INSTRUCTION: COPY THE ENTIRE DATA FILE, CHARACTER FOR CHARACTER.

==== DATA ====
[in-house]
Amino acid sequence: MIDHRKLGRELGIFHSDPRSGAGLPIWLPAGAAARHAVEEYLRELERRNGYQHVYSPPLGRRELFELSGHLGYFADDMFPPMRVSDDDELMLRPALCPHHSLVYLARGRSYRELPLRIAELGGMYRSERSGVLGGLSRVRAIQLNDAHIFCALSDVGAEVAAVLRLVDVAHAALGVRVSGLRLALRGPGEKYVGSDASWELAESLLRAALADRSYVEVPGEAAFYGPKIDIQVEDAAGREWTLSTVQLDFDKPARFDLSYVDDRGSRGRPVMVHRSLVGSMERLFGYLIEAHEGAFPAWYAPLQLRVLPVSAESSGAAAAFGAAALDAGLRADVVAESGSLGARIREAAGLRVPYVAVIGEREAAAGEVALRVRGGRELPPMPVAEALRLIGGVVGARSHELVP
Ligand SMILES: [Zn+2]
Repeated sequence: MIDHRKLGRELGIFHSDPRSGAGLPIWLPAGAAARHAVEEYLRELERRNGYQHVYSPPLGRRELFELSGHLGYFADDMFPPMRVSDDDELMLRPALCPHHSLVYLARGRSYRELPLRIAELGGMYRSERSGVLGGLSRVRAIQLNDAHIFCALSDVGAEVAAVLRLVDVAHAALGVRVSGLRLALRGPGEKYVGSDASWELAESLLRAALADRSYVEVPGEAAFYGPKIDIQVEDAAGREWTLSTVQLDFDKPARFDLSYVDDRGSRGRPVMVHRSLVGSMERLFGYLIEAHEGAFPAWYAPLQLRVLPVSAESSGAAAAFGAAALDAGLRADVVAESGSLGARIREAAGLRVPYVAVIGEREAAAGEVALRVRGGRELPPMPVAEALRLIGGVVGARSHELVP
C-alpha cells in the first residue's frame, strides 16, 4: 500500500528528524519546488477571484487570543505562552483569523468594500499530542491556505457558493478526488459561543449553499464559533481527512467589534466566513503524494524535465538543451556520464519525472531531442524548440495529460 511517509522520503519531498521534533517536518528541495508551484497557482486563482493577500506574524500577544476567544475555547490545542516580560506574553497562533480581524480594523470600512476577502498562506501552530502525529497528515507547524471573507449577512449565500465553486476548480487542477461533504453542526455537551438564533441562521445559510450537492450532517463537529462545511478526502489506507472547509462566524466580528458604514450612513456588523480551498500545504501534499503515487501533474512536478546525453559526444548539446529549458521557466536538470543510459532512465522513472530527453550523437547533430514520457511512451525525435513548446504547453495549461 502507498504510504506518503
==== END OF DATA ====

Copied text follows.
[in-house]
Amino acid sequence: MIDHRKLGRELGIFHSDPRSGAGLPIWLPAGAAARHAVEEYLRELERRNGYQHVYSPPLGRRELFELSGHLGYFADDMFPPMRVSDDDELMLRPALCPHHSLVYLARGRSYRELPLRIAELGGMYRSERSGVLGGLSRVRAIQLNDAHIFCALSDVGAEVAAVLRLVDVAHAALGVRVSGLRLALRGPGEKYVGSDASWELAESLLRAALADRSYVEVPGEAAFYGPKIDIQVEDAAGREWTLSTVQLDFDKPARFDLSYVDDRGSRGRPVMVHRSLVGSMERLFGYLIEAHEGAFPAWYAPLQLRVLPVSAESSGAAAAFGAAALDAGLRADVVAESGSLGARIREAAGLRVPYVAVIGEREAAAGEVALRVRGGRELPPMPVAEALRLIGGVVGARSHELVP
Ligand SMILES: [Zn+2]
Repeated sequence: MIDHRKLGRELGIFHSDPRSGAGLPIWLPAGAAARHAVEEYLRELERRNGYQHVYSPPLGRRELFELSGHLGYFADDMFPPMRVSDDDELMLRPALCPHHSLVYLARGRSYRELPLRIAELGGMYRSERSGVLGGLSRVRAIQLNDAHIFCALSDVGAEVAAVLRLVDVAHAALGVRVSGLRLALRGPGEKYVGSDASWELAESLLRAALADRSYVEVPGEAAFYGPKIDIQVEDAAGREWTLSTVQLDFDKPARFDLSYVDDRGSRGRPVMVHRSLVGSMERLFGYLIEAHEGAFPAWYAPLQLRVLPVSAESSGAAAAFGAAALDAGLRADVVAESGSLGARIREAAGLRVPYVAVIGEREAAAGEVALRVRGGRELPPMPVAEALRLIGGVVGARSHELVP
C-alpha cells in the first residue's frame, strides 16, 4: 500500500528528524519546488477571484487570543505562552483569523468594500499530542491556505457558493478526488459561543449553499464559533481527512467589534466566513503524494524535465538543451556520464519525472531531442524548440495529460 511517509522520503519531498521534533517536518528541495508551484497557482486563482493577500506574524500577544476567544475555547490545542516580560506574553497562533480581524480594523470600512476577502498562506501552530502525529497528515507547524471573507449577512449565500465553486476548480487542477461533504453542526455537551438564533441562521445559510450537492450532517463537529462545511478526502489506507472547509462566524466580528458604514450612513456588523480551498500545504501534499503515487501533474512536478546525453559526444548539446529549458521557466536538470543510459532512465522513472530527453550523437547533430514520457511512451525525435513548446504547453495549461 502507498504510504506518503